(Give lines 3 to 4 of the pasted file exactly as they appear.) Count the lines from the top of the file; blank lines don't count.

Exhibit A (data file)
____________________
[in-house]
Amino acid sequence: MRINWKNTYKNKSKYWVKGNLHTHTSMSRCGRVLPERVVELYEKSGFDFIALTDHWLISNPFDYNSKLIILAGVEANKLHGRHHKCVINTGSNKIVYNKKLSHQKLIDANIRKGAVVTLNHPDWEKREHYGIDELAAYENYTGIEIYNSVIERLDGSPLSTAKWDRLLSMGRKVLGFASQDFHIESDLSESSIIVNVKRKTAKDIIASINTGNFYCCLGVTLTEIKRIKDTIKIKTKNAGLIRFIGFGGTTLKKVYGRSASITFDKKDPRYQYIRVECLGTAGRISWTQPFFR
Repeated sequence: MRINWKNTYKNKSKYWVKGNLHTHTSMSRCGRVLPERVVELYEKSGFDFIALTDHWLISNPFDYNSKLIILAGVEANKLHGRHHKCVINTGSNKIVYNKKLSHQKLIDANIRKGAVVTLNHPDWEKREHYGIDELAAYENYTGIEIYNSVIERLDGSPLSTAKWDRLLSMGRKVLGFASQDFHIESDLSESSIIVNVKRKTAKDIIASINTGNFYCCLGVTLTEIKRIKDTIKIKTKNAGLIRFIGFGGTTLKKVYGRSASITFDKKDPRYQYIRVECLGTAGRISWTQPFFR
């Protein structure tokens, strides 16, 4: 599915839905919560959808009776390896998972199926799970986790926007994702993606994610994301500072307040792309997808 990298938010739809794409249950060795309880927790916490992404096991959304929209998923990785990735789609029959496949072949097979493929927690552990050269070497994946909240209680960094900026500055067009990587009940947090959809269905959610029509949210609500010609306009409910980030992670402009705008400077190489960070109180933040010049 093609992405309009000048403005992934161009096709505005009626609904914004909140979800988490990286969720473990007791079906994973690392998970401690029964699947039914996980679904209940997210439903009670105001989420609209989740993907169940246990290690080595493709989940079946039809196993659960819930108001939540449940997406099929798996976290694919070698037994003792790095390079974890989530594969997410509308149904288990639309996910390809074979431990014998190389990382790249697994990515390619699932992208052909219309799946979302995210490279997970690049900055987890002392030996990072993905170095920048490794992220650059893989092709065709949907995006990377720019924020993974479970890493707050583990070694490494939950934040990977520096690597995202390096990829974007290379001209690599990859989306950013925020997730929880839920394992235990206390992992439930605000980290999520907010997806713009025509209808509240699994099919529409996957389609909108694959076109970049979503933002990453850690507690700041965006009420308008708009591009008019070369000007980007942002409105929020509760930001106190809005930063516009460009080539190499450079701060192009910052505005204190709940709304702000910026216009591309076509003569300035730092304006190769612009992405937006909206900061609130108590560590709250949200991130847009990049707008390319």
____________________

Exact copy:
Repeated sequence: MRINWKNTYKNKSKYWVKGNLHTHTSMSRCGRVLPERVVELYEKSGFDFIALTDHWLISNPFDYNSKLIILAGVEANKLHGRHHKCVINTGSNKIVYNKKLSHQKLIDANIRKGAVVTLNHPDWEKREHYGIDELAAYENYTGIEIYNSVIERLDGSPLSTAKWDRLLSMGRKVLGFASQDFHIESDLSESSIIVNVKRKTAKDIIASINTGNFYCCLGVTLTEIKRIKDTIKIKTKNAGLIRFIGFGGTTLKKVYGRSASITFDKKDPRYQYIRVECLGTAGRISWTQPFFR
């Protein structure tokens, strides 16, 4: 599915839905919560959808009776390896998972199926799970986790926007994702993606994610994301500072307040792309997808 990298938010739809794409249950060795309880927790916490992404096991959304929209998923990785990735789609029959496949072949097979493929927690552990050269070497994946909240209680960094900026500055067009990587009940947090959809269905959610029509949210609500010609306009409910980030992670402009705008400077190489960070109180933040010049 093609992405309009000048403005992934161009096709505005009626609904914004909140979800988490990286969720473990007791079906994973690392998970401690029964699947039914996980679904209940997210439903009670105001989420609209989740993907169940246990290690080595493709989940079946039809196993659960819930108001939540449940997406099929798996976290694919070698037994003792790095390079974890989530594969997410509308149904288990639309996910390809074979431990014998190389990382790249697994990515390619699932992208052909219309799946979302995210490279997970690049900055987890002392030996990072993905170095920048490794992220650059893989092709065709949907995006990377720019924020993974479970890493707050583990070694490494939950934040990977520096690597995202390096990829974007290379001209690599990859989306950013925020997730929880839920394992235990206390992992439930605000980290999520907010997806713009025509209808509240699994099919529409996957389609909108694959076109970049979503933002990453850690507690700041965006009420308008708009591009008019070369000007980007942002409105929020509760930001106190809005930063516009460009080539190499450079701060192009910052505005204190709940709304702000910026216009591309076509003569300035730092304006190769612009992405937006909206900061609130108590560590709250949200991130847009990049707008390319």